The Paradox of Traditionalism

The traditionalist Catholics I know have a real longing for a return to the pre-Vatican II days when the Church was much more directive towards the laity, and people were told when to pray, when to fast, what to read, what not to read, etc.

But then the magisterium of the Church, exercised in a general council of Bishops, decreed to give the laity more freedom and involvement in the government of the Church.

Therefore, if you are a ‘trad’ and say “I believe in doing whatever the priest/Pope tells me”, then you have to accept that what the Church is telling you is “think for yourself, receive mass in a language you understand, get involved, don’t just leave it all to the priests”. If you then carry on as if the Church hadn’t made that decision, then surely you’ve compromised your own position?*

I am not a traditionalist, but I appreciate them and agree with them on many things. I think the crux of their issue is that the liturgy is desacralized and there is a heterodoxy in teaching and practice of faith and morals. Many things done in the so-called “Spirit of Vatican II” were exactly the opposite of what the documents contained! Gregorian Chant should have pride of place in the liturgy–hmm, know many parishes where that’s true? If not, they haven’t embraced Vatican II. Turning against clear morality and philosophy for a self-centered, psychobabble relativism…well, that’s how you end up with heterodox priests seeking their self fulfillment by fondling children. They’re not offending their own consciences.

However, take the long view. After every council, there is widespread rebellion and confusion and frequently schism. Then it settles down and the new teachings are consolidated and integrated into the life, belief, teaching, and practice of the Church. JP2’s pontificate was all about implementing Vatican II and he knew that the forty years of wandering in the wilderness was almost over, that’s why he expected a new springtime. It’s the same pattern throughout all of history.

I grew up in the desert-wandering desolate Church that didn’t know who she was…which is why I left as soon as I could. God called me back just in time to witness many great graces pouring out. Wow, the intelligence and zeal and holiness of the young Church! They (we) have paid the price of what happens to the society that whores itself to the spirit of the age. We know the Pearl of Great Price and how precious it is.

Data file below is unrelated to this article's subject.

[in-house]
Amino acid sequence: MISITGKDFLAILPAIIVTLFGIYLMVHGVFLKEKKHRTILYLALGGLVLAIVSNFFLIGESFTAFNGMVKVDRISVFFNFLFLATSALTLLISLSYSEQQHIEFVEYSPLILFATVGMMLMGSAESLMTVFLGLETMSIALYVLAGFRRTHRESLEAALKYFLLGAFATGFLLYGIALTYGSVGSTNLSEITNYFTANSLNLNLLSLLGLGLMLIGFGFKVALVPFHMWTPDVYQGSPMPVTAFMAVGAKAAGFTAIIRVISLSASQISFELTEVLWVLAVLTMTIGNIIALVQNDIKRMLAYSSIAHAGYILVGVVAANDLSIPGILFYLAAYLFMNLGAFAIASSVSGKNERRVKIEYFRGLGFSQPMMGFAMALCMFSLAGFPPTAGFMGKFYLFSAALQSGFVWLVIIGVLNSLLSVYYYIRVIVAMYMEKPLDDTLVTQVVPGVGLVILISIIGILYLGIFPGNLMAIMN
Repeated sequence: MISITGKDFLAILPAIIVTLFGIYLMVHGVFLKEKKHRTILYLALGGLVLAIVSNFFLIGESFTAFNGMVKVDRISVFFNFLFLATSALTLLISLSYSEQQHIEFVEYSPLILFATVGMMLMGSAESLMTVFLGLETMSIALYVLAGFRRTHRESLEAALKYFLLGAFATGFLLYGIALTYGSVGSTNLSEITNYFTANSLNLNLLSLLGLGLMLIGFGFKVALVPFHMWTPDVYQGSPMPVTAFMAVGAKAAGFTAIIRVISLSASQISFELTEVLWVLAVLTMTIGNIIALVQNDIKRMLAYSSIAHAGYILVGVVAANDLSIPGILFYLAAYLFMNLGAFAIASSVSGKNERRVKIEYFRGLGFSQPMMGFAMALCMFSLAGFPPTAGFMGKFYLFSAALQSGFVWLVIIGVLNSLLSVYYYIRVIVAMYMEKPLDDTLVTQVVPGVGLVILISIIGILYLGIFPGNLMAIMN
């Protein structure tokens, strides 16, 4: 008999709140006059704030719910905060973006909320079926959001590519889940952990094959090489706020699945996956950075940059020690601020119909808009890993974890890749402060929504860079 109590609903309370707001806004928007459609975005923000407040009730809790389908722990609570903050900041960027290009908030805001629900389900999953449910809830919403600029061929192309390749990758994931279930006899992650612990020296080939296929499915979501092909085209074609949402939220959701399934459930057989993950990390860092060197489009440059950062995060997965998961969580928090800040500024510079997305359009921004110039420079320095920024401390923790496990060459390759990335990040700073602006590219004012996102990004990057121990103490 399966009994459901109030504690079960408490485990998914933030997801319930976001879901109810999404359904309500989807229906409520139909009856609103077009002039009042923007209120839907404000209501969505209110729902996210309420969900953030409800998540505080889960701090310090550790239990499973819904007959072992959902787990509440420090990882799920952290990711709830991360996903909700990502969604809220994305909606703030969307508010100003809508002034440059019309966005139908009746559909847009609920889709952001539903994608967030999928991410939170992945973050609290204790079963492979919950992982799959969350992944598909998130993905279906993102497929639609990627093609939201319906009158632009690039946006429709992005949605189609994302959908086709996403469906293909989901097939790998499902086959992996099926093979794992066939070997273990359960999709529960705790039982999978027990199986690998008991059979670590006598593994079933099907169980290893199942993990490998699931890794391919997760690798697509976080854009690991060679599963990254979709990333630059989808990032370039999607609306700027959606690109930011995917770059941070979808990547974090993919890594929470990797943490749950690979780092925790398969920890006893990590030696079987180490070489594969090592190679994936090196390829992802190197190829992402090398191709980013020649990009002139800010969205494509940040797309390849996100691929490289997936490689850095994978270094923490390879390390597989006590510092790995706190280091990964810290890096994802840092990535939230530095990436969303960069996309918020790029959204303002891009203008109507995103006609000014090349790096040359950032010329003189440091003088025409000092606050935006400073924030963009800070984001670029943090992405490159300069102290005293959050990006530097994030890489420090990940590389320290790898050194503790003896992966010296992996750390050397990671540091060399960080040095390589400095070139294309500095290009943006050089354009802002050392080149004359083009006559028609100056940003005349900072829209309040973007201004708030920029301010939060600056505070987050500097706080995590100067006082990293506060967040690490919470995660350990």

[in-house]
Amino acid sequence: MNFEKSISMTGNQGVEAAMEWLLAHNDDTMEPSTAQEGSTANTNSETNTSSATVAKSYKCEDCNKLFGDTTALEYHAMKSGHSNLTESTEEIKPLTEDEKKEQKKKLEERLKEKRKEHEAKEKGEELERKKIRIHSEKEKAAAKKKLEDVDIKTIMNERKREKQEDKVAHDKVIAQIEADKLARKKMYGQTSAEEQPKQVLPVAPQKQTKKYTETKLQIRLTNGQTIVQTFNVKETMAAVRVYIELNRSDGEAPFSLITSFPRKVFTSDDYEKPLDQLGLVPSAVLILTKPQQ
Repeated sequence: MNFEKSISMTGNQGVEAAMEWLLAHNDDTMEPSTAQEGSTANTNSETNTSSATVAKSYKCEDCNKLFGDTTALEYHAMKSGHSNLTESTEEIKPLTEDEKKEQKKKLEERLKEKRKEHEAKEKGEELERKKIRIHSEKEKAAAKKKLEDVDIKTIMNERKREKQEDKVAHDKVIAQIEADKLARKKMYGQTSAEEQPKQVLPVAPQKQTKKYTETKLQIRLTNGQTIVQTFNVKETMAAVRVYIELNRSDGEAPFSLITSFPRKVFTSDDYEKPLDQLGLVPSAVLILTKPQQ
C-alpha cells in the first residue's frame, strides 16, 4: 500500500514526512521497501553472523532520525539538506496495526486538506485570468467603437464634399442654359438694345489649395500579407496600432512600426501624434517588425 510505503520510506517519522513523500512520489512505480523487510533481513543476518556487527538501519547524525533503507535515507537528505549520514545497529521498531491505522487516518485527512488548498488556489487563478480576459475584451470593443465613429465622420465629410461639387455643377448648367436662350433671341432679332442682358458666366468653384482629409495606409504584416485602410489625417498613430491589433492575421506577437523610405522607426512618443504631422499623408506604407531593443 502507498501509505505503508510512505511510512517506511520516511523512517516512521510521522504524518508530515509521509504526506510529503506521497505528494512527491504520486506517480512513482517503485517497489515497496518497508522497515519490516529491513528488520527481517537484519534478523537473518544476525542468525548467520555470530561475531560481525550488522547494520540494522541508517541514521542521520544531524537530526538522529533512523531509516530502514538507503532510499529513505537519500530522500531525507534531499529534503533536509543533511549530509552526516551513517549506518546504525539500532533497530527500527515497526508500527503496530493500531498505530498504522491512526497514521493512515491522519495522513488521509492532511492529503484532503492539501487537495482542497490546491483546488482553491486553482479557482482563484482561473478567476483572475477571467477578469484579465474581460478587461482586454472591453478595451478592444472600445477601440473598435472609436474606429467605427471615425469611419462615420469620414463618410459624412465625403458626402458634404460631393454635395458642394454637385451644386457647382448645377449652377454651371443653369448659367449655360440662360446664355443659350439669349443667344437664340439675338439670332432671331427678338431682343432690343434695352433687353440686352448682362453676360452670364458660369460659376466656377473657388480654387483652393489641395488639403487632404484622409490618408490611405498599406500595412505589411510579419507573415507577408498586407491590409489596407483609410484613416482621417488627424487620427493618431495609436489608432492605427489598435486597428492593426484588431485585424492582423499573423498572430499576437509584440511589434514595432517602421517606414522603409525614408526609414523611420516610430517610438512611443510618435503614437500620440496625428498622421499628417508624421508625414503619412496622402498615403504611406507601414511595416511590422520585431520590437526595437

Church, be who you are!

BTW the traditionalists I know are very active in lay ministries and apostolates, as well as bringing Christ out into the world where they are…which is what Vatican II told them to do! No paradox there.

You make some good points. I think we are realizing that a lot of the Church’s wealth and richness comes from centuries of inspiration and traditional respect for God and His creations. We did this through candles, a worship language, art, music, statues, and all the time focusing on Him. When we start focusing on ourselves more (by relaxing rules, for example), then we are dangerously close to losing love for God altogether. We can’t let that (continue to) happen. But that should go without saying.

But then the magisterium of the Church, exercised in a general council of Bishops, decreed to give the laity more freedom and involvement in the government of the Church.

Could you tell me what decrees of the council you are referring to here?

Different rites, yes, but you seem to be saying to have different rites within rites. Different rites usually refers to Latin, Eastern Orthodox, Byzantine, etc., not two rites within the Latin rite

What I am saying is, there is not liturgical uniformity within the Church, nor has the Church ever demanded it.

To claim that there is a paradox between Traditionalism and obedience to the Church, as the OP does, is ridiculous.

The Byzantine rite liturgies are in the Byzantine autonomous churches, not “rites” . The Roman Church has had numerous rites of liturgy actually, the Carthusian, Roman, Mozarabic, Gallic, and arguably the NO is its own rite separate from the Roman; even among the Roman rite, there have been different uses of it (Sarum Use) or for a more modern case, the Anglican Use of the NO/reformed rite . So no, it is quite normal for there to be multiple rites within one church. Its not different rites within rites, its different rites within the same church, and it has always been a common practice in the Catholic Church.

Could the “Novus Ordo Rite” survive?

I guess it could, and it would make life more interesting - I say let some parishes, that will, remain Novus Ordo parishes, let others become Tridentine Rite parishes.